The House and Senate races even broke through the headlines. However, like in every election, there were ballot measures voted on too.
Many states across the country allow for their voters to vote on specific policy referendums that are printed on their ballots alongside their candidates, with some that are binding and others that are non-binding. This election, the topics of the measures that voters approved ranged widely from drugs and criminal justice reform to electoral reform. Let’s look over the most significant ballot measures successfully approved by voters in this election.
Note: Millions of ballots nationwide have yet to be counted, so the results of some of these measures could change in the coming days.
(States are listed in alphabetical order.)
Arizona Proposition 207: Legalize recreational marijuana
California Proposition 22: Classify gig workers as contractors
California Proposition 24: Enhance consumer privacy laws
Colorado Proposition 118: Institute paid family and medical leave
If current trends continue, another measure, Colorado Proposition 113, will likely be approved by voters. This would have Colorado join the National Popular Vote Interstate Compact.
DISTRICT of COLUMBIA
Initiative 81: Decriminalize entheogenic plants and fungus
Florida Amendment 2: Increase the minimum wage to $15 by 2026
Kentucky Constitutional Amendment 1: Include crime victims’ rights in the state constitution
For Michigan, it’s worth noting that Proposal 2 appears it will be approved by voters if current trends continue. Proposal 2 would require a warrant for accessing electronic data.
Mississippi Ballot Measure 2: Establish runoffs for gubernatorial elections
Mississippi Ballot Measure 1A: Decide whether to change the state’s marijuana laws
Mississippi Ballot Measure 1B: Deciding what kind of medical marijuana law to pass
For clarification, Measure 1 is a two-part measure related to legalizing medical marijuana. Measure 1A asked voters if they wanted one of the medical marijuana laws proposed in Measure 1B, and then 1B asked voters if they wanted a law that would limit medical marijuana to terminally ill patients or one which would permit it for patients with over 20 other illnesses. Mississippians approved both parts of Measure 1.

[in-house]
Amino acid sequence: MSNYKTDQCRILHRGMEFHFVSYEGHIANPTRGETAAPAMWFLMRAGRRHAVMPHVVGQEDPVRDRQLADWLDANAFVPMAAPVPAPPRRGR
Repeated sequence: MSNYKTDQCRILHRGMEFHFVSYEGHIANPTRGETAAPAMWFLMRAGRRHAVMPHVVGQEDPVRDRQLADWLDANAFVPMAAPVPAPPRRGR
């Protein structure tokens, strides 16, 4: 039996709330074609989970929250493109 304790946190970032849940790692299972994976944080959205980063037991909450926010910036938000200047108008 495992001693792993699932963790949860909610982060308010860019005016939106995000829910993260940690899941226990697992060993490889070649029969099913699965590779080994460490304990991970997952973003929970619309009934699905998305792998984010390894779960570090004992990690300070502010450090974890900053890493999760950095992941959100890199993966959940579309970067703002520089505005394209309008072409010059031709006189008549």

On top of those two measures, Mississippians also voted to adopt the new flag that a state commission approved after receiving thousands of entrees from a flag-design contest.
This carries immense historical significance because the former Mississippi flag incorporated the Confederate battle flag in its design, making it the final state in the former Confederacy to remove the battle flag from its official state flag. The new flag, designed by graphic artist Rocky Vaughan, makes use of the state’s official flower, the magnolia, and includes the motto “In God We Trust”:
Missouri Amendment 3: Change the redistricting process
Montana Initiative 190: Legalize and tax recreational marijuana
Nebraska Amendment 2: Extend the TIF (Tax Increment Financing) repayment period to 20 years
Nebraska Initiative 428: Place a cap on payday loan rates at 36%
New Jersey Public Question 1: Legalize recreation marijuana for adults (ages 21+)
Oregon Measure 110: Fund drug treatment centers with money from marijuana taxes
It’s important to mention that Oregon also approved decriminalizing the possession of small amounts of hard drugs such as heroin, MDMA, psilocybin mushrooms, LSD, cocaine, and others—making it the first state to do so.
South Dakota Constitutional Amendment A: Legalize recreational marijuana
Utah Constitutional Amendment C: Change the state constitution to remove slavery as a punishment
Virginia Redistricting Commission Amendment: Create a redistricting commission
Washington Advisory Vote 32: Repeal plastic bag tax
You can follow Douglas Braff on Twitter @Douglas_P_Braff.
You may like
Carter on Hannity: House Judiciary Committee will subpoena DOJ over Biden classified docs
Sara Carter joined Sean Hannity to discuss the classified documents being found in multiple places of both work and residence of Joe Biden from his time in the Obama administration. Carter states “One of the big questions from the House Judiciary Committee is how did President Joe Biden’s legal team stumble upon the classified documents that were found at Biden’s former office at the Penn Biden Center.”
“Why hasn’t the FBI been vocal and transparent about the fact that they searched that office and found the classified documents on November 2nd” Carter questions. Additionally, they have not yet “disclosed to the House Committees whether or not they had searched the house in Delaware or Rehoboth Beach to the full extent,” says Carter who noted the committees wanted the information by January 27th.
Carter spoke to sources who told her they will be serving subpoenas to “personnel from the Department of Justice because Attorney General Merrick Garland has refused to answer specific questions they sent to him on January 13th.”
You may like
China4 days ago
Chinese Spy Balloon: Tensions rise between the U.S. and China
Podcast5 days ago
Deep State Caught Waging Warfare Against the American People
Israel5 days ago
Democratic Rep. Ilhan Omar kicked off House Foreign Affairs Committee
Immigration7 days ago
Congressman Biggs to Unveil Impeachment Articles Against DHS Secretary Alejandro Mayorkas